The double recurrence relation that defines the higher triangular numbers is a simple one – it is no surprise that they turn up so often.

The geometric interpretation is stacking: For a given dimension d, you get the n+1 d-triangular number by stacking the nth d-1 triangular number (the gnomon) onto the nth d-triangular number. The zero dimensional triangular numbers are just the sequence: 1, 1, 1, 1,…, presumably counting stacks of nothing. The one-dimensional triangular numbers are the naturals: 1, 2, 3, 4, …, made by stacking the ones of the one-dimensional case. The two dimensional triangular numbers stack the naturals: 1, 3, 6, 10, …, the three dimensional triangular numbers make pyramids of the triangulars: 1, 4, 10, 20, ….

If you write out a difference table for the higher triangular numbers, you end up with Pascal’s triangle. This suggests a nice formula for the triangulars in terms of binomial coefficients:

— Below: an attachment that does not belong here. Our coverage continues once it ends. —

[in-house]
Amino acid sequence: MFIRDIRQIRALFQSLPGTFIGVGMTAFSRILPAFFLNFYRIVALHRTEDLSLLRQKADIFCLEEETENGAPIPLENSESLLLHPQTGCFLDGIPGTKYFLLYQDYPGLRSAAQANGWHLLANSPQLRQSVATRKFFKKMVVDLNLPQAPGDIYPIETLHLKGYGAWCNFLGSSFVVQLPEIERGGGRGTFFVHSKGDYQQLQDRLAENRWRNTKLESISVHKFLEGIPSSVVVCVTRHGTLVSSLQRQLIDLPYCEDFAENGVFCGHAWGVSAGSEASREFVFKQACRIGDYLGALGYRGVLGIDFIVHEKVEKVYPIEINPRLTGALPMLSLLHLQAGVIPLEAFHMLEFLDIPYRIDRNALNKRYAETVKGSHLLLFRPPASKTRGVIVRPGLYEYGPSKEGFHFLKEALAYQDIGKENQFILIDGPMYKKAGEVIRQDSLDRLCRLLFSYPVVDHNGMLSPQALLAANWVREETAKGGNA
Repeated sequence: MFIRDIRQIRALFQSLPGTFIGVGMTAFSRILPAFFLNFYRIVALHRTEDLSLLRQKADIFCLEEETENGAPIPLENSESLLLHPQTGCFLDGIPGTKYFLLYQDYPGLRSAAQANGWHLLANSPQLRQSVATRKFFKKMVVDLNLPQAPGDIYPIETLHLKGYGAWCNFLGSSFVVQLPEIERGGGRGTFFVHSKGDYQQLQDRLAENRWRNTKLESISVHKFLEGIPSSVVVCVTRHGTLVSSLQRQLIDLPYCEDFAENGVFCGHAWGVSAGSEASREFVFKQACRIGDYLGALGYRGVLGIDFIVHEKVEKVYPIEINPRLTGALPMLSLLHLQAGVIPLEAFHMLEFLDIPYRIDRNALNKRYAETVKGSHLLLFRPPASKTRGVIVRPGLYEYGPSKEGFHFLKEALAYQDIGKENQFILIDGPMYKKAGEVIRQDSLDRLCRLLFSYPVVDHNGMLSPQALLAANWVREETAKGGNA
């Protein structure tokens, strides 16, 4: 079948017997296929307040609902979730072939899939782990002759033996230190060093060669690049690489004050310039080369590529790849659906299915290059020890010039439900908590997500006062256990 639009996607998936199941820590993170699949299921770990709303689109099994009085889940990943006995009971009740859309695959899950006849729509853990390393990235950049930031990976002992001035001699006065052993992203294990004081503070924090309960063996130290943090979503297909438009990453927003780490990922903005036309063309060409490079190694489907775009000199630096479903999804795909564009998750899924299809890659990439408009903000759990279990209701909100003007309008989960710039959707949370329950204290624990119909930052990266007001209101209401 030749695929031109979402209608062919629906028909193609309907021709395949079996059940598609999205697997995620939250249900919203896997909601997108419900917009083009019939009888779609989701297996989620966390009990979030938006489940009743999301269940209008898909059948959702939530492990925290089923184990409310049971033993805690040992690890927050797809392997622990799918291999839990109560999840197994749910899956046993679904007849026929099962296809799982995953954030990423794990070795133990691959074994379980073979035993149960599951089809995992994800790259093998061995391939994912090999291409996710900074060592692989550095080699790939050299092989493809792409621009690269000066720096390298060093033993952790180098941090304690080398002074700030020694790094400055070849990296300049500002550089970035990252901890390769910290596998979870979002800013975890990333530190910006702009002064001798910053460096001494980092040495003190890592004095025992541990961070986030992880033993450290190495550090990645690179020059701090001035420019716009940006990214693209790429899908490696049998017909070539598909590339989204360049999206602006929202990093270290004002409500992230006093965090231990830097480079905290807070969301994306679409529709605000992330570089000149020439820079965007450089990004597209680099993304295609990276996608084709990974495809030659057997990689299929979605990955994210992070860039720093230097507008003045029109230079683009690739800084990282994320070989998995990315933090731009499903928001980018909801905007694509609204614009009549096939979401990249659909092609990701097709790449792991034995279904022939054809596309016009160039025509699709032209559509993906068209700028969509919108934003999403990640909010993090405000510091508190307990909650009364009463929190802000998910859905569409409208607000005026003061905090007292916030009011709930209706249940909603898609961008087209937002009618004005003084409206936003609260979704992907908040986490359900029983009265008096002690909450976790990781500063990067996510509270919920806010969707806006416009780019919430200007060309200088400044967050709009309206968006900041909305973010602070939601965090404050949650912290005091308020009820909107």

From this, you can obtain another recursive formula that you can use when working with higher triangular numbers (this is the “another” formula for this post):

If you vary the defining recurrence relation so that the initial “zero dimensional” value is a number other than 1, you get the other polygonal numbers (square, pentagonal, hexagonal, square-based pyramidal, etc.). In particular, if you let the zero-dimensional value be k-2, you obtain the k-polygonal numbers (k-2 corresponding to the number of triangles in your k-sided polygon).

It turns out there is a nice formula for these in terms of binomial coefficients as well:

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*Credit for article given to dan.mackinnon*****